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28.
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Nov
25.
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Will Smith,Jennifer & Shelly Sprague

REHAB” Graduation BONUS SCENE


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Nov
19.
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Jennifer Gimenez On The Season Finale Of Rehab With Dr. Drew: Grateful

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Rehab With Dr Drew
Each week after Rehab With Dr. Drew, we’ll be talking to some of the staff on hand at the Pasadena Recovery Center to find out everything that went down in front of and behind the camera with this season’s group of patients. This week we spoke to our friend Jennifer Gimenez, the resident technician at the facility who has battled demons on her own, who’s incredibly proud of this season’s group of patients and explains

 

During graduation, we saw Dr. Drew sending off each patient, did the rest of you get to says a few words to the patients too?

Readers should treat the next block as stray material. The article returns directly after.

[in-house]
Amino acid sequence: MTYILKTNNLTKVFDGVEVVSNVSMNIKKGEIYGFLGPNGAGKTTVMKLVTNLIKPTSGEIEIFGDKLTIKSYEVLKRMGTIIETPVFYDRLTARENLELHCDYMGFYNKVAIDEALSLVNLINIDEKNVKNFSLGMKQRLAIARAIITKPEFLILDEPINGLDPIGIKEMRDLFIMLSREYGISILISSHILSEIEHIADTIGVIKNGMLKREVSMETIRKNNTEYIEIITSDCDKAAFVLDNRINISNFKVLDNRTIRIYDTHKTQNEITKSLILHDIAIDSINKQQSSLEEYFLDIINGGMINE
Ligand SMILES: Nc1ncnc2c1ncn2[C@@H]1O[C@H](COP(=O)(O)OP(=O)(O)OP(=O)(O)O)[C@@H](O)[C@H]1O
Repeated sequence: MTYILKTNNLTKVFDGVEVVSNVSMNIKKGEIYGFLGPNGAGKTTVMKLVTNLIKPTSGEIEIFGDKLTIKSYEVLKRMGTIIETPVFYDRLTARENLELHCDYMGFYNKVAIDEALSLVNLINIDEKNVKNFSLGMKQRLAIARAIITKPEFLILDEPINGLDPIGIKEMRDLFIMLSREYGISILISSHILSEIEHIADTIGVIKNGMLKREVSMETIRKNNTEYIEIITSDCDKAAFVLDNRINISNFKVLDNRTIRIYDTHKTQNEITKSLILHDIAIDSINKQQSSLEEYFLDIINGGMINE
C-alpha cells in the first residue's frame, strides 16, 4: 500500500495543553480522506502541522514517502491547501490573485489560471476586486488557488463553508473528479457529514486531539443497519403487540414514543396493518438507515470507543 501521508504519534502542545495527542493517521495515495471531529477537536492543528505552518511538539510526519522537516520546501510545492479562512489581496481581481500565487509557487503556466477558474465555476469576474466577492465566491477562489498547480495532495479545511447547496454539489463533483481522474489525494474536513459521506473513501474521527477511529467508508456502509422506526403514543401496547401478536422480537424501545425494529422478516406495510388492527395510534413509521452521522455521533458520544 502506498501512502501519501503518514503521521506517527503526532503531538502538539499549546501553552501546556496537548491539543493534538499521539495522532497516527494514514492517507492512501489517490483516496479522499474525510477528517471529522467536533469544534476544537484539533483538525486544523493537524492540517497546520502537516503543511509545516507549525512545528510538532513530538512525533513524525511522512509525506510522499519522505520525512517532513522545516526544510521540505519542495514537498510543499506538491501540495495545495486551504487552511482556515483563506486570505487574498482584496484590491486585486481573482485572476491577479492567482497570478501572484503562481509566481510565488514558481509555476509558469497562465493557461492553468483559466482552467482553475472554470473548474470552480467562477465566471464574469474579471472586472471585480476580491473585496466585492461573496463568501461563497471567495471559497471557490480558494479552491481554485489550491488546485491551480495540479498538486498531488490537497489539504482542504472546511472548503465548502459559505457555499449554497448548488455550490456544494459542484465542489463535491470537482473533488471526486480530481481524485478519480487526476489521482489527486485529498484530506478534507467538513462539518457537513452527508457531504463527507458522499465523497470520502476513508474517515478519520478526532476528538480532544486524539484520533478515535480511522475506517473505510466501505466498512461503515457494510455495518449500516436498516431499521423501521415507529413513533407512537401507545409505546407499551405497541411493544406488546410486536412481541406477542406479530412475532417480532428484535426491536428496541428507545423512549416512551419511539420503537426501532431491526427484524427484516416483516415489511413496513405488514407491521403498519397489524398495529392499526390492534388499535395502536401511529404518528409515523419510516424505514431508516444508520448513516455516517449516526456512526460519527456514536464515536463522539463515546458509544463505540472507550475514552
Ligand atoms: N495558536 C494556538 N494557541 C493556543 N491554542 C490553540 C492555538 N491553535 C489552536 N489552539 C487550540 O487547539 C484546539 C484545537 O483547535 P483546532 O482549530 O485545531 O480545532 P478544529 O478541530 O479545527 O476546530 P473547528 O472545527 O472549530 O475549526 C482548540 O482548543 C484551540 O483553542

At the end of treatment there’s usually some kind of goodbye, not usually so formal like this one, usually you get a coin for accomplishing the whole program, but we all got to say something to a patient. We were told who we were going to talk about and it was really nice. When I watched them walk into the graduation, I got really teary-eyed, because I’ve experienced something with each one of them, and to watch them look so different from when they came in just left me awestruck. It was very emotional to see that they all came through, including Drewbee. They came in so broken and shattered and now they just have that light in their eyes, that’s the beauty of doing this, for me, being able to be a part of this team means being able to see the hope come back into their eyes. I was told to address Cinnamon, and then I also addressed the whole group, too, because I watched them all kick and scream when they got here, but now they have hope and a glimpse of reality and sobriety. They all got the chance to go into sober living after this show, that was what was so great about this season, they all got the opportunity to go into sober living and still to this day, most of them are in a sober living house and being treated and taken care of by Dr. Sharp and Dr. Drew. I still talk to all of them in some way, whether via phone or text or whatever, and I can see that they’re all still trying.